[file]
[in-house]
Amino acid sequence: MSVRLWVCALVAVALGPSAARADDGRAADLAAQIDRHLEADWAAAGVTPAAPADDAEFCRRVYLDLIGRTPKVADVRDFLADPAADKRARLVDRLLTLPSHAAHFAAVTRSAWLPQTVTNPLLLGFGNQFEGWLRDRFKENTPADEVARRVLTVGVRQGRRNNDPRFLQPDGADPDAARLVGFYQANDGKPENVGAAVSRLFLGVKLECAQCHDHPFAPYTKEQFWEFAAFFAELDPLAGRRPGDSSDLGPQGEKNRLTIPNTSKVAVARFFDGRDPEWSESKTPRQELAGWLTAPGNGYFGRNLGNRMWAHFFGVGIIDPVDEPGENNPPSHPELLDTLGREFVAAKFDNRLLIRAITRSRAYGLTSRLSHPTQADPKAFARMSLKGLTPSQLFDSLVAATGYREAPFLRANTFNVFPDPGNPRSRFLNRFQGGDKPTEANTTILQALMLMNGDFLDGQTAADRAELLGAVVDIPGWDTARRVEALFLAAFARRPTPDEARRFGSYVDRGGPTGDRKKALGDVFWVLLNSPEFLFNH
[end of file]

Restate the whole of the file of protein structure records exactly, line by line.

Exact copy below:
[in-house]
Amino acid sequence: MSVRLWVCALVAVALGPSAARADDGRAADLAAQIDRHLEADWAAAGVTPAAPADDAEFCRRVYLDLIGRTPKVADVRDFLADPAADKRARLVDRLLTLPSHAAHFAAVTRSAWLPQTVTNPLLLGFGNQFEGWLRDRFKENTPADEVARRVLTVGVRQGRRNNDPRFLQPDGADPDAARLVGFYQANDGKPENVGAAVSRLFLGVKLECAQCHDHPFAPYTKEQFWEFAAFFAELDPLAGRRPGDSSDLGPQGEKNRLTIPNTSKVAVARFFDGRDPEWSESKTPRQELAGWLTAPGNGYFGRNLGNRMWAHFFGVGIIDPVDEPGENNPPSHPELLDTLGREFVAAKFDNRLLIRAITRSRAYGLTSRLSHPTQADPKAFARMSLKGLTPSQLFDSLVAATGYREAPFLRANTFNVFPDPGNPRSRFLNRFQGGDKPTEANTTILQALMLMNGDFLDGQTAADRAELLGAVVDIPGWDTARRVEALFLAAFARRPTPDEARRFGSYVDRGGPTGDRKKALGDVFWVLLNSPEFLFNH